The UK political scene: recent by-election results

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The following note sets out the results of UK by-elections from the start of 2012, a period in which a (predictable) swing to the main opposition party, Labour, and an (unpredictable) swing to a less-than-20-year-old one-issue party, the UK Independence Party, have occurred. Averaging all the by-elections and excluding the March 2012 Bradford West by-election, the swings are of about 10% from both Conservatives and Liberal Democrats, and of about 10% to both Labour and UKIP. If the Bradford West result is included, the swing to Labour is reduced substantially, to about 5%. The explanation is the large swing to Respect, a breakaway political force under Mr. George Galloway  

The UK political scene ahead of the Eastleigh by-election

Posted by Tim Congdon in News Archive | 0 comments

Disillusionment with politics – or at any rate with the current political elite – is rife in Britain at present. The UK Independence Party has made astonishing gains in the last three years. In the 2010 general election it received about 3% of  the  vote,  but  opinion  polls  and  canvassing  returns  show  that  in  the Eastleigh by-election (result due on Thursday, 28th February) it should achieve more than 15% of the vote and its share may even approach 25%. British politics is in flux. In the following remarks, which are based on an e- mail distributed to UKIP supporters* earlier today, I analyse prime minister Cameron’s disastrous strategy to ‘modernise’ and ‘rebrand’ the Conservative Party.   The result of that strategy has been to alienate support from an important Conservative constituency, namely the Cs and Ds (the lower middle class and working class) who – when they do not vote Labour – are often particularly ‘right-wing’ in their  political orientation. (The  ‘patriotic working class’, etc.) The Cameron strategy has been responsible for upsetting many true conservatives who dislike/deplore the prime minister’s politically-correct agenda on social issues. My surmise are that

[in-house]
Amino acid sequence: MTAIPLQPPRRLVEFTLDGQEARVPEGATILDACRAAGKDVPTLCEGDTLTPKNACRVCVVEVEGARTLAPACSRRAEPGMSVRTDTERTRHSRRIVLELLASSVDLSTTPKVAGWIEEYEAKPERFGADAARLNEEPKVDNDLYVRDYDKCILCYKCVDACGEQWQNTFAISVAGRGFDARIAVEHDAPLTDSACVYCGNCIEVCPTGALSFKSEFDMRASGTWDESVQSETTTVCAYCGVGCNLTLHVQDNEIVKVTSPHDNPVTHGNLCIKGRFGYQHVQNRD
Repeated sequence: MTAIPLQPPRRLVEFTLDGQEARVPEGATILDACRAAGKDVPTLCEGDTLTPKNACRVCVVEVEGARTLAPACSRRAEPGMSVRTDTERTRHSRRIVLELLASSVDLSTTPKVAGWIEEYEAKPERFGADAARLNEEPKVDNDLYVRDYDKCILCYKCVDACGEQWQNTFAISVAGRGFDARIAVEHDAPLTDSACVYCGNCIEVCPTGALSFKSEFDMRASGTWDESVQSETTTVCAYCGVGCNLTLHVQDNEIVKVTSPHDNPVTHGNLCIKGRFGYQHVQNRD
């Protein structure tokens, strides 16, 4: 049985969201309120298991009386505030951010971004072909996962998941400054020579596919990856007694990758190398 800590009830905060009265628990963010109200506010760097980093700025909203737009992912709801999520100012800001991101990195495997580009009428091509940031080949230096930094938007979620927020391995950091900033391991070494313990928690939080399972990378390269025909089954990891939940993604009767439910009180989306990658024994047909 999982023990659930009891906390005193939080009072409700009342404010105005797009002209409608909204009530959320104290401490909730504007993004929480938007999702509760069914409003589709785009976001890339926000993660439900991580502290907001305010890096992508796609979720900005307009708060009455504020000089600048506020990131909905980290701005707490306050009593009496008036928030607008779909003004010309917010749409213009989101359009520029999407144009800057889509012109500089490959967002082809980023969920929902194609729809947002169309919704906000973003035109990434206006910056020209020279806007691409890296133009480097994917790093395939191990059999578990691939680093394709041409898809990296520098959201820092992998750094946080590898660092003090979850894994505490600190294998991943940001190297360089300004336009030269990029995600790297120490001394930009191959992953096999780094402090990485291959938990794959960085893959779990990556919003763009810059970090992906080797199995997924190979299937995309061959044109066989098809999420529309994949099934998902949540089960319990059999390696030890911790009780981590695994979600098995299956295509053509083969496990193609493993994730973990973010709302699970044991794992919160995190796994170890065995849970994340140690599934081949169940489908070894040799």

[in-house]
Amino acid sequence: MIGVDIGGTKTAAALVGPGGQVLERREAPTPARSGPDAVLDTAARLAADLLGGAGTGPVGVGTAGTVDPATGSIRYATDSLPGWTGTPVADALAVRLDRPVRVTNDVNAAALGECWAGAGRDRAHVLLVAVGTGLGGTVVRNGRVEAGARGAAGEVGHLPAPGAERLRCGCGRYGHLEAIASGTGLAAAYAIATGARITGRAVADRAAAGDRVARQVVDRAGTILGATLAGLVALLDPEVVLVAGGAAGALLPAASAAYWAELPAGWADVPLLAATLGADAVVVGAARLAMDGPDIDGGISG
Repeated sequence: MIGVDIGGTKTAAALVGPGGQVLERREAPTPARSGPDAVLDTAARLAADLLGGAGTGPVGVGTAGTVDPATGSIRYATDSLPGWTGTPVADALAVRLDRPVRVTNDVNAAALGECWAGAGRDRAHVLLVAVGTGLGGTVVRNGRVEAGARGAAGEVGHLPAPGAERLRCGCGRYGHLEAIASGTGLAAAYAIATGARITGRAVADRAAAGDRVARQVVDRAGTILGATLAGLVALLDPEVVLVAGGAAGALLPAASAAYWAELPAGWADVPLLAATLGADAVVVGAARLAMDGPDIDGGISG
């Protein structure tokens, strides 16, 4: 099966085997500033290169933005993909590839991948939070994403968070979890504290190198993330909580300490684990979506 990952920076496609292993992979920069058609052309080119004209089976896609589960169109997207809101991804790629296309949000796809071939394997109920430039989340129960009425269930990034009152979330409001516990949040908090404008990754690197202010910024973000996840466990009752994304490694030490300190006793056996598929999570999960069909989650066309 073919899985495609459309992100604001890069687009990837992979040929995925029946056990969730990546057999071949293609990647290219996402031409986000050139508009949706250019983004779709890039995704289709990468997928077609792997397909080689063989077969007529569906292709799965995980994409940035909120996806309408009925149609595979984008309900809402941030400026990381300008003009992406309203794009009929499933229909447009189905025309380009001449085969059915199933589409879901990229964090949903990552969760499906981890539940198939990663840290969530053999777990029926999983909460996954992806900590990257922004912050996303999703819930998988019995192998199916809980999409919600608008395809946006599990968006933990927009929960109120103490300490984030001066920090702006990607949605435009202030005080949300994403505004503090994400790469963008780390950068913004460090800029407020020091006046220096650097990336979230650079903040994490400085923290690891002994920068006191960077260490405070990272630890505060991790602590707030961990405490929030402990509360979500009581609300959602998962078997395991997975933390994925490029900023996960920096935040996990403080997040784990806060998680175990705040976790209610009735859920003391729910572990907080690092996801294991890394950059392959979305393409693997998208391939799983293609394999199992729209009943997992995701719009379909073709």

i. the Conservatives will lose heavily in the 2015 general election and then split, with the majority of the party moving in favour of withdrawal from the EU, and

ii. the polarisation in British politics in the next few years will be less on class lines and increasingly on the European issue

* I was runner-up in the 2010 UKIP leadership election and am therefore biased. I am of course not going to hide this.  

Needs must when the troika drives: Greece records a budget surplus in January 2013